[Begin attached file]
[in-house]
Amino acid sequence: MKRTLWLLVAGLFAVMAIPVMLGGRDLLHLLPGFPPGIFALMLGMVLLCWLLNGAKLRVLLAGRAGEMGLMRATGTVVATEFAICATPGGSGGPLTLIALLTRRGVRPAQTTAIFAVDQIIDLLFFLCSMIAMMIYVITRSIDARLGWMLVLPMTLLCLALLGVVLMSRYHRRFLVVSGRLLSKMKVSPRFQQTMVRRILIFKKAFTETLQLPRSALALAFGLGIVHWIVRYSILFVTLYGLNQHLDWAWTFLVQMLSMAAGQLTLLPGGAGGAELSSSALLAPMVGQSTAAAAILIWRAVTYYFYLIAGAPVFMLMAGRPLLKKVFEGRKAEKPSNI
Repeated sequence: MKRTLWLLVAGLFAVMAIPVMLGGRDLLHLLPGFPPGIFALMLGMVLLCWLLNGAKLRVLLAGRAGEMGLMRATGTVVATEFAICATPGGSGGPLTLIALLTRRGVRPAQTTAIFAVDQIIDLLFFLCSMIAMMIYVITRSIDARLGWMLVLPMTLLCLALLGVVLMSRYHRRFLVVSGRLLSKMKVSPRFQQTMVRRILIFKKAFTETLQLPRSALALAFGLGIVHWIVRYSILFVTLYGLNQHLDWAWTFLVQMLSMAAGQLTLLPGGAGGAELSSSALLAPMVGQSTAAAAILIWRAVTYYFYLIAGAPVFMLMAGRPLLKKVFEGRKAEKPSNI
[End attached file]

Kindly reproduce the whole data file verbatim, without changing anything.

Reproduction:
[in-house]
Amino acid sequence: MKRTLWLLVAGLFAVMAIPVMLGGRDLLHLLPGFPPGIFALMLGMVLLCWLLNGAKLRVLLAGRAGEMGLMRATGTVVATEFAICATPGGSGGPLTLIALLTRRGVRPAQTTAIFAVDQIIDLLFFLCSMIAMMIYVITRSIDARLGWMLVLPMTLLCLALLGVVLMSRYHRRFLVVSGRLLSKMKVSPRFQQTMVRRILIFKKAFTETLQLPRSALALAFGLGIVHWIVRYSILFVTLYGLNQHLDWAWTFLVQMLSMAAGQLTLLPGGAGGAELSSSALLAPMVGQSTAAAAILIWRAVTYYFYLIAGAPVFMLMAGRPLLKKVFEGRKAEKPSNI
Repeated sequence: MKRTLWLLVAGLFAVMAIPVMLGGRDLLHLLPGFPPGIFALMLGMVLLCWLLNGAKLRVLLAGRAGEMGLMRATGTVVATEFAICATPGGSGGPLTLIALLTRRGVRPAQTTAIFAVDQIIDLLFFLCSMIAMMIYVITRSIDARLGWMLVLPMTLLCLALLGVVLMSRYHRRFLVVSGRLLSKMKVSPRFQQTMVRRILIFKKAFTETLQLPRSALALAFGLGIVHWIVRYSILFVTLYGLNQHLDWAWTFLVQMLSMAAGQLTLLPGGAGGAELSSSALLAPMVGQSTAAAAILIWRAVTYYFYLIAGAPVFMLMAGRPLLKKVFEGRKAEKPSNI